Reverse mortgages are loans available for people who are 62 or older that allow them to tap their home equity while still residing in their homes and without having to make regular loan payments.
In a reverse mortgage, the lender gives money to the homeowner as either a lump sum, fixed regular payment, or a line of credit based upon the value of their home equity, current interest rates, and the homeowner’s age. Unlike most traditional loans, when a homeowner takes out a reverse mortgage, he or she is not required to make monthly loan payments to the lender. Instead the outstanding loan balance is paid when the homeowner ceases to use the home as his or her principal residence, usually after the homeowner passes away, moves into a long-term care residence, or sells the house.
The three different types of reverse mortgages are home equity conversion mortgages, proprietary reverse mortgages and single-purpose reverse mortgages.
Home Equity Conversion Mortgage
A home equity conversion mortgage (HECM) is the most common type of reverse mortgage. Such mortgages are insured by the Federal Housing Administration (FHA). HECMs are typically more expensive than traditional home mortgages due to various costs and fees. It is the most common reverse mortgage because there are no income limitations, medical qualifications, or restrictions on how the loan proceeds may be used. In addition, the HECM is non-recourse. If the final loan balance exceeds the sale proceeds of the home, neither the homeowner nor his estate or heirs are liable to make up the difference. The federal government reimburses the lender for the difference.
How much an individual can borrow with HECMs depends on several factors:
Home equity conversion mortgages have no specific income limitations; however, a lender must conduct a financial assessment of a potential borrower before approving a loan. A financial assessment determines whether the individual will be able to maintain the home, including paying taxes and insurance, for the life of the loan. Depending on the situation, the lender might specify that a portion of the loan proceeds be used to pay bills, taxes and insurance.
Proprietary Reverse Mortgage
Proprietary reverse mortgages are reverse mortgages that are made outside of the program for FHA-insurd HECMs. The private loans don’t carry the federal insurance and most often are used on homes with equity that exceeds the maximum allowed under the FHA program. The loans also might carry lower fees than the HECMs, partly because the FHA insurance premiums aren’t charged. Proprietary reverse mortgage lenders may charge higher interest rates and lend a lower percentage of the home’s equity because they aren’t backed by the federal insurance.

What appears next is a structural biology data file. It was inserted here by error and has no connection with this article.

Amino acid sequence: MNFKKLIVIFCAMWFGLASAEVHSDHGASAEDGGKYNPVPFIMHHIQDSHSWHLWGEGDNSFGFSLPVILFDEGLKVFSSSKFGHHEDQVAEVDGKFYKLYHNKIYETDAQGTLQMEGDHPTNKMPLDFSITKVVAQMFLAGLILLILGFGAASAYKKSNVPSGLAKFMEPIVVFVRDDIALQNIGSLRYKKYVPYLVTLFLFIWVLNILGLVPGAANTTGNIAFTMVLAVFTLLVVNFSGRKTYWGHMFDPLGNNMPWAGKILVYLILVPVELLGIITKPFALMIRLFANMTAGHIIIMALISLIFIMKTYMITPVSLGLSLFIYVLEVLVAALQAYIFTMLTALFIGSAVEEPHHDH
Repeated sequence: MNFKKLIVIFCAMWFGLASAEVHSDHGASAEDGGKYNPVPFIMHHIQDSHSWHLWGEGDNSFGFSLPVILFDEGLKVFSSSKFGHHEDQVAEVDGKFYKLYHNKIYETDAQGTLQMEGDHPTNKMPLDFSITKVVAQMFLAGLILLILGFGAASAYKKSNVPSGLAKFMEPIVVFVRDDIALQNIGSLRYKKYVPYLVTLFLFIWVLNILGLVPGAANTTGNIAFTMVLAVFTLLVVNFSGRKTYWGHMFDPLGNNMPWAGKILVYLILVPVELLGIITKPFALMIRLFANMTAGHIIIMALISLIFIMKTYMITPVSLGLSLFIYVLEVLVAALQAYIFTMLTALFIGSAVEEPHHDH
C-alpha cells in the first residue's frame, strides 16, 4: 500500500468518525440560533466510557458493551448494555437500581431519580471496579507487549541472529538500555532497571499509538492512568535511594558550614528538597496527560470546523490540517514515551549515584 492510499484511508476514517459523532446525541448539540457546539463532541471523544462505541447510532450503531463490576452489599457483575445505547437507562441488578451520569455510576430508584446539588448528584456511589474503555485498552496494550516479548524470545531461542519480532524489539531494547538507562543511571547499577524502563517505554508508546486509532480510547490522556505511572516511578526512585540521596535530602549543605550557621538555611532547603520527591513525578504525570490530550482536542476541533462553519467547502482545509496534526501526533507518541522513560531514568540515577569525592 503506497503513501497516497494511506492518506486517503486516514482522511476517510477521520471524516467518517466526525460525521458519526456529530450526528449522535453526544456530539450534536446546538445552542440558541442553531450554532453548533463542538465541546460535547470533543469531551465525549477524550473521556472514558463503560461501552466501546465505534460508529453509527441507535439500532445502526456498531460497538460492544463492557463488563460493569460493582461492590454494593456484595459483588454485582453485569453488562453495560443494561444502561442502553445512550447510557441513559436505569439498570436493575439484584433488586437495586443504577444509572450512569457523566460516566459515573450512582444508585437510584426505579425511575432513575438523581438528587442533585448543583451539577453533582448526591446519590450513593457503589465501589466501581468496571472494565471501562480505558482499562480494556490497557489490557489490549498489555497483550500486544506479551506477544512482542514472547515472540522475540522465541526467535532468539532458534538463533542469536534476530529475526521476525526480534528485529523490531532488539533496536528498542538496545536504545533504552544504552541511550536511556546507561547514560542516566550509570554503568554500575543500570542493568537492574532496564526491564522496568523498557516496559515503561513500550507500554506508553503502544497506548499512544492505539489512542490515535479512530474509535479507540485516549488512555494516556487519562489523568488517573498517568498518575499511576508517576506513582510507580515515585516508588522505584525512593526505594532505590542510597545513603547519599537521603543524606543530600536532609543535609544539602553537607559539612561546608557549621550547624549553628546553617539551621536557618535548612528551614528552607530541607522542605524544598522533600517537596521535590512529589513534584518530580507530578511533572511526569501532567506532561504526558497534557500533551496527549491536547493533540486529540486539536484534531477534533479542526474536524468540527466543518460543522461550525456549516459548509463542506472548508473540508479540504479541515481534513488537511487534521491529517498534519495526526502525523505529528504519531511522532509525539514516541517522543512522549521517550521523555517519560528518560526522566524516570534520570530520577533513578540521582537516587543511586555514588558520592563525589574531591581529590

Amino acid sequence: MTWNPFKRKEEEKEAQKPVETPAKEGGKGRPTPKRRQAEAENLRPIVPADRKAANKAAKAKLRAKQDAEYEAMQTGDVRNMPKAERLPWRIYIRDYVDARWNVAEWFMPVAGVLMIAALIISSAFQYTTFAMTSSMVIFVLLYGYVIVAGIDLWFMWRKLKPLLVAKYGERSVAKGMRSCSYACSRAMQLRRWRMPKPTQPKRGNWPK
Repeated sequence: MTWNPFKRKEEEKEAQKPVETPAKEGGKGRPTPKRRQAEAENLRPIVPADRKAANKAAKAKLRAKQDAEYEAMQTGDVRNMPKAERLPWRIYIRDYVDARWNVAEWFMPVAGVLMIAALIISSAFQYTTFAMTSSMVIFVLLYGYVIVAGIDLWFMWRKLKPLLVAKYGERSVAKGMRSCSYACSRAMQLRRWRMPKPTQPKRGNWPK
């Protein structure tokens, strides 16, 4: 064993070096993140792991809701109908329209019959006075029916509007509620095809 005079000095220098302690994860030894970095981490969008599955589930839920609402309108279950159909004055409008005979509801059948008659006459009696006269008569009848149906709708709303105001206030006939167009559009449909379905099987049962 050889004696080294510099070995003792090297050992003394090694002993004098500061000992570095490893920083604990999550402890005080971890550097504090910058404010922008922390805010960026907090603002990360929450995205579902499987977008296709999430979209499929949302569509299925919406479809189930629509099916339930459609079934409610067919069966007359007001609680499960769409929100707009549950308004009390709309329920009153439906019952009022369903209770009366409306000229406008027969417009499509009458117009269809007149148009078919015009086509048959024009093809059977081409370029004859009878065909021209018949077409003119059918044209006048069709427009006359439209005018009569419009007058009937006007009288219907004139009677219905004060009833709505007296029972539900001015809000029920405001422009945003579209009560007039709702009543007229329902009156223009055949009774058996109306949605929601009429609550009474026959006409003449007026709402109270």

As of January 2018, the maximum amount of equity that could be used to determine the amount of a HECM was the lesser of the home’s appraised value or $679,650. Each lender determines its limits for proprietary reverse mortgages. The only true limit to a proprietary loan is the amount of risk the lender is willing to take. Similar to HECMs, the proceeds from a proprietary reverse mortgage can be used for anything. A proprietary reverse mortgage also does not restrict the amount of money that homeowners can receive in the first year of the loan.
Single-Purpose Reverse Mortgage
A single-purpose reverse mortgage is the least expensive of the three. Single-purpose reverse mortgages are offered by state, local and nonprofit agencies. With this type of reverse mortgage, the agency specifies the purpose of the reverse mortgage and states the loan proceeds cannot be used for anything else. For example, the lender may specify that the loan can only be used for property taxes, mortgage insurance and home repairs. Like all other reverse mortgages, a single-purpose reverse mortgage does not have to be repaid until the homeowner dies or moves from the mortgaged home. The mortgage also might become due if the homeowner fails to maintain homeowner’s insurance on the property, pay taxes, or if the government takes control of the property.
Homeowners may have a harder time finding a lender for single-purpose reverse mortgages since most are issued by government agencies or non-profit organizations. The loans usually are restricted to borrowers with limited incomes and net worth.
The three different types of reverse mortgages each have different characteristics and fill different needs. Anyone considering a reverse mortgage should shop around with different lenders and consider consulting a financial advisor with an expertise in reverse mortgages.
Special thanks in preparing this summary of “What are the Different Types of Reverse Mortgages?” go to Bob Carlson, editor of the Retirement Watch financial advisory service and chairman of the Board of Trustees of Virginia’s Fairfax County Employees’ Retirement System with more than $4 billion in assets.
Jaxon Kim is an editorial intern with Eagle Financial Publications.